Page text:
After going through and locating the distributions centers of value in your area, it is time to organize the information you have extracted. The maps I keep in my bug out bag (BOB), with my stored supplies, and at my emergency bug out location all are marked with the locations of the DCs in my area. Along with that, I keep laminated index cards bearing information specific to each DC/location (such as what they warehouse, who the owners and managers are, contact information, and what the building looks like.) It would also be a good idea to try to drive by these locations and take a quick picture to include with your laminated index cards. These facilities are often non-descript, and it may be a loved one that is not familiar with the facility using the information you gathered. It is also a good idea to keep track of DCs that are near your bug out location and along the route to it.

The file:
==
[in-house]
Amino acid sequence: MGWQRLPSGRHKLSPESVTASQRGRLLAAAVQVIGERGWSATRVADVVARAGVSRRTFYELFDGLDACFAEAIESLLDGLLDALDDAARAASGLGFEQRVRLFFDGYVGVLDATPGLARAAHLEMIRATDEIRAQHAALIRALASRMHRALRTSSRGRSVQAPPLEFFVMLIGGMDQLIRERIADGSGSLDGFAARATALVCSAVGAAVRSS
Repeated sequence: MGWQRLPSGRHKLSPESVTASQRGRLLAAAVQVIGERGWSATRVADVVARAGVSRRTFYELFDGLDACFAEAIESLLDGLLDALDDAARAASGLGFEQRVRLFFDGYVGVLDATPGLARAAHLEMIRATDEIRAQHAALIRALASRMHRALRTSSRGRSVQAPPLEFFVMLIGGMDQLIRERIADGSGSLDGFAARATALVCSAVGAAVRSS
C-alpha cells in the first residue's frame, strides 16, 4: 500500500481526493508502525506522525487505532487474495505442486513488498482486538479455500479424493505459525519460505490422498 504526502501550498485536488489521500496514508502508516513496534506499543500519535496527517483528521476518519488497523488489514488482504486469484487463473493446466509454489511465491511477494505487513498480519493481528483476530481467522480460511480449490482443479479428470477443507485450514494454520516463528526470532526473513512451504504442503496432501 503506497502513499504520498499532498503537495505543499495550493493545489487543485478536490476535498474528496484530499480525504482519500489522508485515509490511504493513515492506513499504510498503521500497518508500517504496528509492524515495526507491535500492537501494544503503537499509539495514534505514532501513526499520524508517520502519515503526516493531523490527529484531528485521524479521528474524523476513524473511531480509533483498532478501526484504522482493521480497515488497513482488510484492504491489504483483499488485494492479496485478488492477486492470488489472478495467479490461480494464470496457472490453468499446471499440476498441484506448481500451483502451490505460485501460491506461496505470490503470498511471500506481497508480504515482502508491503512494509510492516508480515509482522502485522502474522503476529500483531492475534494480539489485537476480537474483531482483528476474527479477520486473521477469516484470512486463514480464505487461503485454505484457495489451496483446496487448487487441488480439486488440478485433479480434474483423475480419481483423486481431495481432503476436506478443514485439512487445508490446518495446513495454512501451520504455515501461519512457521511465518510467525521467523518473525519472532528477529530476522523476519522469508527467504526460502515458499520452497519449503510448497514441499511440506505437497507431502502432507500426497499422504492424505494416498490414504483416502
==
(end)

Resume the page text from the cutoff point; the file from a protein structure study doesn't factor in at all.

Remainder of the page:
So the house of cards comes crashing down, but you are prepared. You get you and yours to somewhere safe. You have the supplies, the knowledge, and the skills to stay fed, warm, healthy, and secure. From a distance you watch the world burn. When the fire goes out it is up to you to help the world rebuild. And maybe by now you have a few less beans, bullets, and band-aids than you did before. The six nearly identical superstores in your old town are nothing now but hollow, burnt-out shells. You can faintly make out the shape of the Home Depot you used to frequent in the pile of rubble that takes its place now. Even the convenience stores have been picked clean. This is when the knowledge of the near-by DCs comes in handy. All of the junk silver you acquired, the case of bourbon you set aside, the now desirable skill sets you have learned can be bartered for supplies you now know you need, supplies you have run out of, and supplies to start rebuilding. These DCs will be one of the cornerstones providing the survivors of TEOTWAWKI the necessary tools and supplies to not only continue to survive, but to start to thrive again.